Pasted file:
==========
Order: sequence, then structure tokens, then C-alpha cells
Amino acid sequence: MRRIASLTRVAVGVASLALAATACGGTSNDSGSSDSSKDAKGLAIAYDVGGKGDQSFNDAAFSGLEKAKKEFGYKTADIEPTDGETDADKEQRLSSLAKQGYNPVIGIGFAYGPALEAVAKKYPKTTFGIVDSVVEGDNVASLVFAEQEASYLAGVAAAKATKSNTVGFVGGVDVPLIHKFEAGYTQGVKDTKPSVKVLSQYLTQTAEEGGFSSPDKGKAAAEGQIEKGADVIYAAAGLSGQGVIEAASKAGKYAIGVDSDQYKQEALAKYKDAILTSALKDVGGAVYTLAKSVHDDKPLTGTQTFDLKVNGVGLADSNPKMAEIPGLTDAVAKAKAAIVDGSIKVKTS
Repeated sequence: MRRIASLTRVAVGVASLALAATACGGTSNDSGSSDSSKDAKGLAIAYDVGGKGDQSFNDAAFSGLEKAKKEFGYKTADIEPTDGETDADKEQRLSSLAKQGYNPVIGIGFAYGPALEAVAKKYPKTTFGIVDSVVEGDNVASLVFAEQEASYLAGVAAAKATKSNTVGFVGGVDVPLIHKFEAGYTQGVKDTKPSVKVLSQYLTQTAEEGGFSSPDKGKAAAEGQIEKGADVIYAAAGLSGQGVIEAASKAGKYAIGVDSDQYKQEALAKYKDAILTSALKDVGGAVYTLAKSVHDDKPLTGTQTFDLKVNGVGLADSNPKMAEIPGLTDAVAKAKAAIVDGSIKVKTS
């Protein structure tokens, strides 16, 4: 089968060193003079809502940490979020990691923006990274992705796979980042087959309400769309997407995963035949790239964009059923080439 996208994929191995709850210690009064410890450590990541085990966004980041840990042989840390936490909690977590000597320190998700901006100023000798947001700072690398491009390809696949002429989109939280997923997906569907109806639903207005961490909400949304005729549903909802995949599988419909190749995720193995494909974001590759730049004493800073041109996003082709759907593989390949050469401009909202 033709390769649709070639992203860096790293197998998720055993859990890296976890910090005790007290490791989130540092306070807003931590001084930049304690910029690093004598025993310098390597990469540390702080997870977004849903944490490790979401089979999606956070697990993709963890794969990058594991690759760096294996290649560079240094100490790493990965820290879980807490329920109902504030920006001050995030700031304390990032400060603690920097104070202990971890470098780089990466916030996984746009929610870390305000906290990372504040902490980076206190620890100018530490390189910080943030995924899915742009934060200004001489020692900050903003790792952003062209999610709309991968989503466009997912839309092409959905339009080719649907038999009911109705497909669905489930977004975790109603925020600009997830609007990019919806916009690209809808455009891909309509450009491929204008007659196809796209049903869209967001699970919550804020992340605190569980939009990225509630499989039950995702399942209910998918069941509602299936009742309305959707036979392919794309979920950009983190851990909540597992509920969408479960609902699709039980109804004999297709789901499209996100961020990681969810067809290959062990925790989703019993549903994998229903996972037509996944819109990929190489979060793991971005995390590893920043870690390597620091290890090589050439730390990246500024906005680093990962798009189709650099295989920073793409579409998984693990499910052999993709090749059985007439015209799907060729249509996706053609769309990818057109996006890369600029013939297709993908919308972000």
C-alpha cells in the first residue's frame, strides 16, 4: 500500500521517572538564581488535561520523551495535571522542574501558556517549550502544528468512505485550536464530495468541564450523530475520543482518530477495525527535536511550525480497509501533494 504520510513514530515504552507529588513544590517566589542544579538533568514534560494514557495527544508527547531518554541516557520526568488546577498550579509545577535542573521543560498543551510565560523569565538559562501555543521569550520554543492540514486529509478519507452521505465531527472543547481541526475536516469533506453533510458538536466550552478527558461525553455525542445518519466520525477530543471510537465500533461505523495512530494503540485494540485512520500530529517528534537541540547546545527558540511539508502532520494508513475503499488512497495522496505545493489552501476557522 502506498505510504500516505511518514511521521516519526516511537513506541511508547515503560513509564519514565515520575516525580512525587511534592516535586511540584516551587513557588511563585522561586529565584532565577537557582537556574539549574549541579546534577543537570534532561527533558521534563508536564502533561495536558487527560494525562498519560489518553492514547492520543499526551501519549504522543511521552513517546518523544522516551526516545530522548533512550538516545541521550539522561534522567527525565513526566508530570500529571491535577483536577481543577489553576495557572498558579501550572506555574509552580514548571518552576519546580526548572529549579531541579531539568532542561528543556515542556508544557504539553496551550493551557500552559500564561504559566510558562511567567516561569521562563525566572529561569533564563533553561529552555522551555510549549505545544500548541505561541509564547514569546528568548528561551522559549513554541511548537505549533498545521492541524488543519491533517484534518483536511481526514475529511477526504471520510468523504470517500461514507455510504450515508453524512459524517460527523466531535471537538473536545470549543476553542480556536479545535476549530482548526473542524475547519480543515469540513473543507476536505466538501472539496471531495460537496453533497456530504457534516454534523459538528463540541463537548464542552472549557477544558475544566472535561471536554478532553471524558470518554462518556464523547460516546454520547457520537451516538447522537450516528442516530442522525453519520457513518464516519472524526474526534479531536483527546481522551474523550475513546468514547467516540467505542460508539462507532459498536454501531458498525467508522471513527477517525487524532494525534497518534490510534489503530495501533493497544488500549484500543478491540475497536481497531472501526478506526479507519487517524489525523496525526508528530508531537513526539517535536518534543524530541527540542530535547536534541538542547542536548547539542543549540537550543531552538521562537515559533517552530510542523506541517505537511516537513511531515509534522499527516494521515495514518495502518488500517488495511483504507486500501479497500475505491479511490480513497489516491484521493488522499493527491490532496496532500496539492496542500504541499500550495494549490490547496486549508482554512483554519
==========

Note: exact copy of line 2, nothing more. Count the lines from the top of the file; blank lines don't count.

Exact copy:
Amino acid sequence: MRRIASLTRVAVGVASLALAATACGGTSNDSGSSDSSKDAKGLAIAYDVGGKGDQSFNDAAFSGLEKAKKEFGYKTADIEPTDGETDADKEQRLSSLAKQGYNPVIGIGFAYGPALEAVAKKYPKTTFGIVDSVVEGDNVASLVFAEQEASYLAGVAAAKATKSNTVGFVGGVDVPLIHKFEAGYTQGVKDTKPSVKVLSQYLTQTAEEGGFSSPDKGKAAAEGQIEKGADVIYAAAGLSGQGVIEAASKAGKYAIGVDSDQYKQEALAKYKDAILTSALKDVGGAVYTLAKSVHDDKPLTGTQTFDLKVNGVGLADSNPKMAEIPGLTDAVAKAKAAIVDGSIKVKTS